Gargoyle on St. Vitus' Cathedral
When one looks at the architecture that was created during the Renaissance period one of the most prominent, literally and figuratively, was that of Gothic Architecture. This architecture is marked by its grandiose cathedrals, towering steeples and elaborate decorations, inside and out. One of these elaborate decorations that can be found in Gothic architecture is that of Gargoyles.
Originally Gargoyles were used aesthetically to hide downspouts for rain on churches and cathedrals, but it then began to evolve. They soon began to be solely sculptural, not serving an actual purpose, but to add intricacies to the buildings. So, while these gargoyles were being created, ideas behind why they were necessary to the architecture also were being created. The main idea that grew out of these contemplations was this: dragons in the forms of gargoyles were used to guard churches and holy places against satanic spirits that would try to infiltrate these religious settings.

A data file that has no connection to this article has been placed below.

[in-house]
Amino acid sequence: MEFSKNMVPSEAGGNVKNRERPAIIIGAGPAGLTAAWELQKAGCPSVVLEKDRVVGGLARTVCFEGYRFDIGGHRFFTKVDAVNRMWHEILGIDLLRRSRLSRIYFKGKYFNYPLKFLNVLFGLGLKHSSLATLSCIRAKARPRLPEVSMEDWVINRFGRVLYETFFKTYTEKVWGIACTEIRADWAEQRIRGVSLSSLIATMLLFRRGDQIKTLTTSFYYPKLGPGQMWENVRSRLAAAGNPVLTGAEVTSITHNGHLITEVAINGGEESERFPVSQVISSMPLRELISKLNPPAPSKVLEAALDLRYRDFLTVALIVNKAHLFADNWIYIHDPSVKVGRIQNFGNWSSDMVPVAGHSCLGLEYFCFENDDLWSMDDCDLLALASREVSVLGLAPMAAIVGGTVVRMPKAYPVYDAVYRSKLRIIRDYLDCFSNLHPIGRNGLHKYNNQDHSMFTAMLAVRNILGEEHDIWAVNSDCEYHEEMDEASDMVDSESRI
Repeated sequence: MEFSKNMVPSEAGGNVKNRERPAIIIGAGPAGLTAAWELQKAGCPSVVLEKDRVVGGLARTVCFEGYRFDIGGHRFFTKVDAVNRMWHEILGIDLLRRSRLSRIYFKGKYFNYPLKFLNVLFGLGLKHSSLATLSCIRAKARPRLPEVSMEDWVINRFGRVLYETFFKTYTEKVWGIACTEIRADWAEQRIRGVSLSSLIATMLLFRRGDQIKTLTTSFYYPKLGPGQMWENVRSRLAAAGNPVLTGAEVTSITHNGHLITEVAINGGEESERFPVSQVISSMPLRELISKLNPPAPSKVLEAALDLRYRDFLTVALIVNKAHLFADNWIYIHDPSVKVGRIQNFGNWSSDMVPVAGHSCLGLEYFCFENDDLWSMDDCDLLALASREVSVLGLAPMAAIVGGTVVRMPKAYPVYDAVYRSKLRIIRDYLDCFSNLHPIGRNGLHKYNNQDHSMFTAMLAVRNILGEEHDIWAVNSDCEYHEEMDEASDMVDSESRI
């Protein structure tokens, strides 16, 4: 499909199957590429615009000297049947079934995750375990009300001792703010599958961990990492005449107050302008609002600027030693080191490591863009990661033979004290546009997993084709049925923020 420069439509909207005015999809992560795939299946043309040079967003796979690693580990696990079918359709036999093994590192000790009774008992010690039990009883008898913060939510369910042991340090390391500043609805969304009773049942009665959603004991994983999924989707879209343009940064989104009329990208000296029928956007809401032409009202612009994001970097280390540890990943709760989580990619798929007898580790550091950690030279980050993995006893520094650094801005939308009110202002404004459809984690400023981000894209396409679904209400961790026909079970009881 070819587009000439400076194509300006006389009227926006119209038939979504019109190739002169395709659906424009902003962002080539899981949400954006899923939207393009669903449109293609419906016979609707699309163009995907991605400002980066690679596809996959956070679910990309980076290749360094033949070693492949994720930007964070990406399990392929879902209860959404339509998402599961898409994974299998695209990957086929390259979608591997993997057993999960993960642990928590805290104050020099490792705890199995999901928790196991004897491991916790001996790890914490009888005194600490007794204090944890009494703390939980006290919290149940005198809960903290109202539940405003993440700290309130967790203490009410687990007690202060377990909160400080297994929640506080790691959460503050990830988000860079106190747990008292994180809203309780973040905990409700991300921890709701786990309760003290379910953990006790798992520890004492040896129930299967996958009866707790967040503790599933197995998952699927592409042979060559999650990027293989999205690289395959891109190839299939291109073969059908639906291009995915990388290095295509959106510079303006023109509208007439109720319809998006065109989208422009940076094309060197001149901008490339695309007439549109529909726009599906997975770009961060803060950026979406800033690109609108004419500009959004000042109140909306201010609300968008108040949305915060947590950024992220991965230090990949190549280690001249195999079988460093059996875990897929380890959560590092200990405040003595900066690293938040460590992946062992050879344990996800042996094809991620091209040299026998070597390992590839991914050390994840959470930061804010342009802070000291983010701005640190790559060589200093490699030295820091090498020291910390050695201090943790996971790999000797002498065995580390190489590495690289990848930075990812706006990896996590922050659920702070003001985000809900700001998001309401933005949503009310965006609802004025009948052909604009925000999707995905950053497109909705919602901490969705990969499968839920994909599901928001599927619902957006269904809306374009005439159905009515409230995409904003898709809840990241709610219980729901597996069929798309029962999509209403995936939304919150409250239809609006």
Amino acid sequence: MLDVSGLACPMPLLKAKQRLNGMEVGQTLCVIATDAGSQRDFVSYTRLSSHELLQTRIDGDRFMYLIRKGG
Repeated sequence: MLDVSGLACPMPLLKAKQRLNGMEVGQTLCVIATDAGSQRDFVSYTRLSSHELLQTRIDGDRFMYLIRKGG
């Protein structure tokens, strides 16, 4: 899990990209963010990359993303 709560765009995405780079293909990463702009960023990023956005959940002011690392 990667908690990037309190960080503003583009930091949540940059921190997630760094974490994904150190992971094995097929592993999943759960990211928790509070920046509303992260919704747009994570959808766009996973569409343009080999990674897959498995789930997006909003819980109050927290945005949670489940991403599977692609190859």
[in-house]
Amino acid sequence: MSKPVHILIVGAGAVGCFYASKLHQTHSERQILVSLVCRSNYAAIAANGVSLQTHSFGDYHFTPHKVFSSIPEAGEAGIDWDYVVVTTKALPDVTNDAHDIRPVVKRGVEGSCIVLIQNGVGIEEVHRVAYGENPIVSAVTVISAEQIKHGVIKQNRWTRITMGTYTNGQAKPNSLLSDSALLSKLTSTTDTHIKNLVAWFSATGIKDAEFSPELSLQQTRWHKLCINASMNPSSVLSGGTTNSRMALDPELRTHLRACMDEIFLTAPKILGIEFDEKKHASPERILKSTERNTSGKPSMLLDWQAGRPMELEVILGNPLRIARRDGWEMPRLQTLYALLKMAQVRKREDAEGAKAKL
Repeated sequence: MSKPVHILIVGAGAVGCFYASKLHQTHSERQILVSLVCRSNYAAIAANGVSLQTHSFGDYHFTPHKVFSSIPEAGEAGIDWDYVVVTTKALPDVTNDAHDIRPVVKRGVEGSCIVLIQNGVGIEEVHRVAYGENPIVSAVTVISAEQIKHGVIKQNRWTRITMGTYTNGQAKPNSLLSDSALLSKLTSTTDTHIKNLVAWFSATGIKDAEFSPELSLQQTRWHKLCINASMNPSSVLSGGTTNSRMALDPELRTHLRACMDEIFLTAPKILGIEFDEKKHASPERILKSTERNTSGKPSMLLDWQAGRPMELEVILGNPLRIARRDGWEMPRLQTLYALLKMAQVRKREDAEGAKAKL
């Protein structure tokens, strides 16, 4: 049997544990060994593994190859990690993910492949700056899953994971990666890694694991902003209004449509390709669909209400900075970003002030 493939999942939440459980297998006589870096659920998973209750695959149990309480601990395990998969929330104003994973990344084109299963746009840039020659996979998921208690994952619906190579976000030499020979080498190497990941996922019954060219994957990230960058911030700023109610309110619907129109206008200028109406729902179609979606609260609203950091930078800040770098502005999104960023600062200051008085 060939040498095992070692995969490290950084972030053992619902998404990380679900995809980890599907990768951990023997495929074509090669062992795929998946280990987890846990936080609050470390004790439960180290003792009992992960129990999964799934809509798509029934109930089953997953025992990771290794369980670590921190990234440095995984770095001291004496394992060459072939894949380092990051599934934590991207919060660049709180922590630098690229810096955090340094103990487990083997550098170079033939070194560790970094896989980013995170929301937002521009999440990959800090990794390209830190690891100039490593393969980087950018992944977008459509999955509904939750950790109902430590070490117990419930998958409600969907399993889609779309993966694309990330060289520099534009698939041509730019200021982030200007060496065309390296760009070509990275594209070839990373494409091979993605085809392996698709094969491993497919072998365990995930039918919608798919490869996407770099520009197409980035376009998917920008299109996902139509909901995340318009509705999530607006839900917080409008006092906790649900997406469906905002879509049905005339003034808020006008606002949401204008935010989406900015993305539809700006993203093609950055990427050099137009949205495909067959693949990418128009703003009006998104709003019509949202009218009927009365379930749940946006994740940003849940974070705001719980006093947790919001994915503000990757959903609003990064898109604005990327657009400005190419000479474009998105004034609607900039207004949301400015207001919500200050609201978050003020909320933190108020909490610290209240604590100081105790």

So, as we see here the dragon has taken on a positive form in the essence of gargoyles. For populations of the time knew that dragons were mighty beasts, and who wouldn’t want one guarding their church? Interestingly, they are once again tied to the Church, but this time in a greatly more positive way then when they were illustrated as figures of sin or paganism, in paintings and sculptures with St. George. This duality pf the dragon on the church just once again goes to show the great ambivalence that this beast could incorporate during the time.